44

I have a controller with multiple actions that take :year and :month as attributes from the URL. I have made a private method check_date to check the date is valid and check the date is not in the future.

def check_date(year, month)
  if month < 1 || month > 12 || year < 2000
    flash[:notice] = I18n.t 'archive.invalid_date'
    redirect_to :action => 'index'
  elsif year > Date.today.year || (year == Date.today.year && month > Date.today.month)
    flash[:notice] = I18n.t 'archive.no_future'
    redirect_to :action => 'month_index', 
      :year => Date.today.year, 
      :month => Date.today.month,
      :type => params[:type]
  end
end

Is there a rails way of ending controller execution after the redirect_to?

Ways I can think of are either to throw an exception after the redirect_to or to return a value from check_date and check it in each action that calls it - something like

def month_index 
  year = params[:year].to_i
  month = params[:month].to_i
  if !check_date(year, month)
    return
  ...
end

But I wonder if there is some nice rails way of doing this. I was half hoping that having called redirect_to rails would recognise I wanted to stop, but that doesn't seem to happen.

35

You probably want to use filters.

If you call your check_date as a before_filter in the controller, the fact that it rendered or redirected will prevent the controller from ever calling the action method. It ends there and then.

  • 2
    This may solve the asker's problem but I came here expecting a solution like vrish88's. – iphone007 Mar 6 '15 at 22:20
48

You can also do:

return redirect_to :action => 'index'

and

return redirect_to :action => 'month_index', 
  :year => Date.today.year, 
  :month => Date.today.month,
  :type => params[:type]

since it looks nicer than putting return on its own line (IMHO).

  • Or redirect_to :action => 'index' and return – Rigo Mar 27 '17 at 2:39
  • I do but "Render and/or redirect were called multiple times in this action" – Matrix Aug 22 '19 at 15:48
  • @Matrix Unfortunate. It looks like this no longer works in Rails 5. – Slipp D. Thompson Aug 22 '19 at 21:47
  • @Rigo I don't think it is safe your idea, because if redirect_to returns a falsy value then your return will be ignored! – collimarco Oct 28 '19 at 11:36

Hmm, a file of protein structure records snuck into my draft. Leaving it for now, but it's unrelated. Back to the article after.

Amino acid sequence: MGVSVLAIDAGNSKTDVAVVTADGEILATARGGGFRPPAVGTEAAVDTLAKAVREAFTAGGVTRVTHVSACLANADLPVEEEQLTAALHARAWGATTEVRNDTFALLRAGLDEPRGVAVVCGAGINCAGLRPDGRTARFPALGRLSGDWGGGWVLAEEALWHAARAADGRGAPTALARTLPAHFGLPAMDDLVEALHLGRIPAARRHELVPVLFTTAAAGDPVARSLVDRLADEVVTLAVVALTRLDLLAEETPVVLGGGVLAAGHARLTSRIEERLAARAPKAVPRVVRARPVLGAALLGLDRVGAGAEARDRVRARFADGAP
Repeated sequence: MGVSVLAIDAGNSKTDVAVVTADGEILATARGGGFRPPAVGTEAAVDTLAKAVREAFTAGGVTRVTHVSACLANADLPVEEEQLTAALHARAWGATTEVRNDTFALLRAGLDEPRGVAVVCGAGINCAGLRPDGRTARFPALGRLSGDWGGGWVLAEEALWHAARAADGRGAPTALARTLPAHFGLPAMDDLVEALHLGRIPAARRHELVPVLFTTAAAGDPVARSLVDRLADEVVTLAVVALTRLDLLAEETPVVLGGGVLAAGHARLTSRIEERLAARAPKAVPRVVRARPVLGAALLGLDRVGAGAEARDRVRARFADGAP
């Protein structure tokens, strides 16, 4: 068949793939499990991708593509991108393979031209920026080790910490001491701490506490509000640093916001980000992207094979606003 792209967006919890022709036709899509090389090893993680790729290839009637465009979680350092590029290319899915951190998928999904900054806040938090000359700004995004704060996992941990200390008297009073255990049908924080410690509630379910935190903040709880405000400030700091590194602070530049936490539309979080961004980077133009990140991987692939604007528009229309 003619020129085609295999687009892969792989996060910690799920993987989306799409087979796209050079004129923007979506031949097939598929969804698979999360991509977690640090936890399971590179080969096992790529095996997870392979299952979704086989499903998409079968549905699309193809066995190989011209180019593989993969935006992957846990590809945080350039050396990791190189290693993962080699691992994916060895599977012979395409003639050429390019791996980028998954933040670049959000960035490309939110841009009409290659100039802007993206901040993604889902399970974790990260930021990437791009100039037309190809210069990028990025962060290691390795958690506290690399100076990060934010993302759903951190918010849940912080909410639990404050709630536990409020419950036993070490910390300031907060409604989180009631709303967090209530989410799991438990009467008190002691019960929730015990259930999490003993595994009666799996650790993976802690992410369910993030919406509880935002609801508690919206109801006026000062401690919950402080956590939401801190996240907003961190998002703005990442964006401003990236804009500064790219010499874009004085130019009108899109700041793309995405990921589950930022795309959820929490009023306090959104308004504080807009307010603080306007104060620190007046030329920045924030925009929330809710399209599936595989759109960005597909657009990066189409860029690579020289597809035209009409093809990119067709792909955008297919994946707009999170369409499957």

16

You can throw in

return false

wherever you want the code execution in your action to stop

  • 5
    actually, just a return will do. – kch May 4 '09 at 18:01
  • 4
    yes but when it is in a private function I have to check return values so I was looking for a more automatic way - like the before_filter – Hamish Downer May 4 '09 at 18:12
  • @HamishDowner In that case, I would definitely have the private function return the state in a form native to what it's doing, i.e. a symbol if it returns other symbols, a false if it would normally return true, a nil if it normally returns other data, or maybe even a form of an out variable or an exception if that seems best for the helper. Then the controller should pick up on however the private function expresses the negative state, and react to that. Mixing the controller method's functionality into a private function not only gets messy fast, it hinders reusability. – Slipp D. Thompson Mar 22 '12 at 21:48
7

redirect_to just tells rails what to render when it finishes. Rails will get confused if you add other render or redirect_to directives after the one you really want, so just return from the controller after the redirect_to - it's the 'normal' rails way to do things.

2

I think the OP is confused about the function of redirect_to.

redirect_to will redirect at the end of the action. However, the rest of the controller function will execute as usual. All you have to do (as posted by other people) is to include a return, as you should any other function call.

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